Jenifer Bukokhe Wakhungu
Deputy Director, Local Transformative Finance
Communication & RBM Lead
Figure 3. Feeding BSF Larva
The Kalangala Islands in Lake Victoria depend heavily on fishing for livelihoods. Unsustainable fishing practices have strained the lake's fish stocks, impacting the islands' economy.
To provide an alternative income source, the Kalangala District Local Government initiated a black soldier fly (BSF) farming project targeting women and youth, with support from organizations like the International Centre for Local Democracy (ICLD) and United Nations Capital Development Fund (UNCDF).
The project focused on women and youth as the key target groups. For women, community mobilization and sensitization of local leaders helped encourage BSF farming. For youth, the project established demonstration sites and training on innovative BSF rearing techniques.
The project had three key objectives:
- To improve the livelihoods of youth and women outside of capture fisheries
- To increase production in local piggeries, poultry farms and aquaculture
- To increase district revenue through taxes and levies
BSF larvae are a highly nutritious, protein-rich food source. When dried, they can be ground into a fishmeal substitute for animal feed. The project helped women and youth set up small-scale BSF rearing units. By 2023, around 60 women and 6 youth across the islands' Bujumba and Mugoye sub-counties had begun cultivating the larvae.
The participants produce approximately 50kg of live BSF larvae weekly, sold at $1 per kg. The larvae are also processed into fish pellets, generating 30kg per week priced at $2 per kg. This provides regular supplementary income for the small-scale farmers. The project has been a boom for youth employment, with youth managing the larvae processing units.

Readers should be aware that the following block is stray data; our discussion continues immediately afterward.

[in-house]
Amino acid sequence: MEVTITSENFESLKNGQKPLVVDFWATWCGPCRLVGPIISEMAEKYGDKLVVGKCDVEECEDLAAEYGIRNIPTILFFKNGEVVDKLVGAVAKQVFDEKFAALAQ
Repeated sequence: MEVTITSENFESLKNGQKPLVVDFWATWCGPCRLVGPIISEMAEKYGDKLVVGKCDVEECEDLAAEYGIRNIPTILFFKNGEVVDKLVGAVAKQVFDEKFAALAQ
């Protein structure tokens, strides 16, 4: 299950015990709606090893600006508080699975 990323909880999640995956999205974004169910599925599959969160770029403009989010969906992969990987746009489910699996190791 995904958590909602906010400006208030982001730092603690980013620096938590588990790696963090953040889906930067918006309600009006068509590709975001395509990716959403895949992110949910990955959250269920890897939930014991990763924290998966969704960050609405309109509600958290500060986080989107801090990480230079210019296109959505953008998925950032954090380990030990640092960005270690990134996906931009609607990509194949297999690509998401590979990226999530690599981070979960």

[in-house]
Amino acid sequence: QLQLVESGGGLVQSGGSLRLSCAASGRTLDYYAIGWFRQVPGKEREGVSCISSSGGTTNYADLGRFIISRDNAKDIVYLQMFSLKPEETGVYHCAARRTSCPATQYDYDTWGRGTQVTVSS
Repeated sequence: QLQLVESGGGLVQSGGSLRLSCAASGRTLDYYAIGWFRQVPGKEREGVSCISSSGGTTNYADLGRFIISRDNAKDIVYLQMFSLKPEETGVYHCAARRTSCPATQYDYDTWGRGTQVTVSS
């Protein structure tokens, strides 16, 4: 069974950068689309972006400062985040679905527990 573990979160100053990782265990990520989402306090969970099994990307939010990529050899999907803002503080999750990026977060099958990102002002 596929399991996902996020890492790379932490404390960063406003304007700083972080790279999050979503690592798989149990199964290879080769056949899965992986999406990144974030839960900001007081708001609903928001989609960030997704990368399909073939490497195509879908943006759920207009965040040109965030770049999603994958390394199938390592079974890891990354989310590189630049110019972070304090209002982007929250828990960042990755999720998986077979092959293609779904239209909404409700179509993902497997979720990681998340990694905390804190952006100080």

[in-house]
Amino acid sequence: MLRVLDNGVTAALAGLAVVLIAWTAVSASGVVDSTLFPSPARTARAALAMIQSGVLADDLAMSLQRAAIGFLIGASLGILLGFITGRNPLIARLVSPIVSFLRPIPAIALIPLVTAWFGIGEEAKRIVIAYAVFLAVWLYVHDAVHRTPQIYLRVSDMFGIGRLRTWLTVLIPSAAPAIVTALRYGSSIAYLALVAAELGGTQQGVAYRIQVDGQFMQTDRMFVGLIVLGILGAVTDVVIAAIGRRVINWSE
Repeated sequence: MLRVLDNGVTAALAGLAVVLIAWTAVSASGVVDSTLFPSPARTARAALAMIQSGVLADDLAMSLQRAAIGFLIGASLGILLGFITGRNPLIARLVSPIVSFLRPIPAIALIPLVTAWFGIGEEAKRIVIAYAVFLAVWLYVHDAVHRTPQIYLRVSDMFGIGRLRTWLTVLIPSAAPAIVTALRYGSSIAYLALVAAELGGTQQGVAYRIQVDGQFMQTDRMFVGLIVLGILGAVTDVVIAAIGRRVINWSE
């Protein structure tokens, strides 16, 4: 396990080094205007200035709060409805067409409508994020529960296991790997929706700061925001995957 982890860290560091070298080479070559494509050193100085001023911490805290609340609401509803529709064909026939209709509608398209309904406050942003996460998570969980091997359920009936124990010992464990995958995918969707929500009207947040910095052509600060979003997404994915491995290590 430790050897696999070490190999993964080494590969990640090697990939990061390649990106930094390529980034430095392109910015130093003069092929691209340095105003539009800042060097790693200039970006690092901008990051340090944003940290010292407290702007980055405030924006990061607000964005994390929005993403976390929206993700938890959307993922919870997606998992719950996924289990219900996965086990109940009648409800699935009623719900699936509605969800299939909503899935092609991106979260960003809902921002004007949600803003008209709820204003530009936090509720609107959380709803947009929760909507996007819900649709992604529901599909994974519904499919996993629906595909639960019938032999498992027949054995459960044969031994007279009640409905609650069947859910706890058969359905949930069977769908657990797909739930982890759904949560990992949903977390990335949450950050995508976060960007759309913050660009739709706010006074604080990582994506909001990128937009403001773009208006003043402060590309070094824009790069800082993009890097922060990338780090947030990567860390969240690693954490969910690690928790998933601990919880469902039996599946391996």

The proliferation of affordable BSF-based fishmeal has benefited local piggeries, poultry farms and fish hatcheries. By reducing expenditure on commercial fishmeal, BSF allows farmers to increase their livestock and fish stocks. BSF rearing requires minimal infrastructure, making it an accessible livelihood. The larvae breeding process also creates nutrient-rich waste, which farmers use as organic fertilizer to boost crop yields.
Figure 1. Transport to Kalangala Island
For communities long dependent on lake fishing, BSF farming has opened new avenues for income diversity. The number of women engaged in small-scale fishing has declined significantly as more transition to insect rearing. This reduces unsustainable pressures on wild fish populations. The workers have gained membership in local Parish Development Committees, amplifying their voices in local policy.
- 42 women and 4 youths in Bujumba sub county had started BSF rearing
- 18 women and 2 youths in Mugoye sub county had started BSF rearing
- About 50kg of BSF larvae were being produced per week, each costing ~$1 and providing income for the women
- About 30kg of fish pellets were being produced per week, each costing ~$2
The project highlights BSF farming as a sustainable solution to enhance food security, nutrition and livelihoods. The Kalangala District Local Government plans to continue promoting the initiative by attracting youth, women and entrepreneurs to BSF rearing, and establishing infrastructure to support scaling up operations. With its manifold benefits, BSF could catalyze broad-based social and economic empowerment across Kalangala Islands.
More information on this and related projects can be obtained at www.kalangaladistrictlocalgovernment.org